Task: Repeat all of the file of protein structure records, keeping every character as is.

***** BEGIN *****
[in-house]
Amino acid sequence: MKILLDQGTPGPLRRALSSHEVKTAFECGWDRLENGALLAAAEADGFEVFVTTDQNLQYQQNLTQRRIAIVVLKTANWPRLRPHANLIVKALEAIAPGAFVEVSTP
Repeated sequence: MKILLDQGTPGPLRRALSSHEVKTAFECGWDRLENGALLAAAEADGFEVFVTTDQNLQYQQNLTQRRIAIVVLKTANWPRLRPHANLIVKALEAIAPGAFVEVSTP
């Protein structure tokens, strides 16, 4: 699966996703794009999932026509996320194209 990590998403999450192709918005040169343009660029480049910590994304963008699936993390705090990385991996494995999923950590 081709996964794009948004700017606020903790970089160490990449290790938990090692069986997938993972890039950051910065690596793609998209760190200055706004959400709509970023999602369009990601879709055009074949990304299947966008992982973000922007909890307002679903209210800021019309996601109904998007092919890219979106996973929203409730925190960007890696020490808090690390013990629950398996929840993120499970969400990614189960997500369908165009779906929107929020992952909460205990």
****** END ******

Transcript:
[in-house]
Amino acid sequence: MKILLDQGTPGPLRRALSSHEVKTAFECGWDRLENGALLAAAEADGFEVFVTTDQNLQYQQNLTQRRIAIVVLKTANWPRLRPHANLIVKALEAIAPGAFVEVSTP
Repeated sequence: MKILLDQGTPGPLRRALSSHEVKTAFECGWDRLENGALLAAAEADGFEVFVTTDQNLQYQQNLTQRRIAIVVLKTANWPRLRPHANLIVKALEAIAPGAFVEVSTP
């Protein structure tokens, strides 16, 4: 699966996703794009999932026509996320194209 990590998403999450192709918005040169343009660029480049910590994304963008699936993390705090990385991996494995999923950590 081709996964794009948004700017606020903790970089160490990449290790938990090692069986997938993972890039950051910065690596793609998209760190200055706004959400709509970023999602369009990601879709055009074949990304299947966008992982973000922007909890307002679903209210800021019309996601109904998007092919890219979106996973929203409730925190960007890696020490808090690390013990629950398996929840993120499970969400990614189960997500369908165009779906929107929020992952909460205990």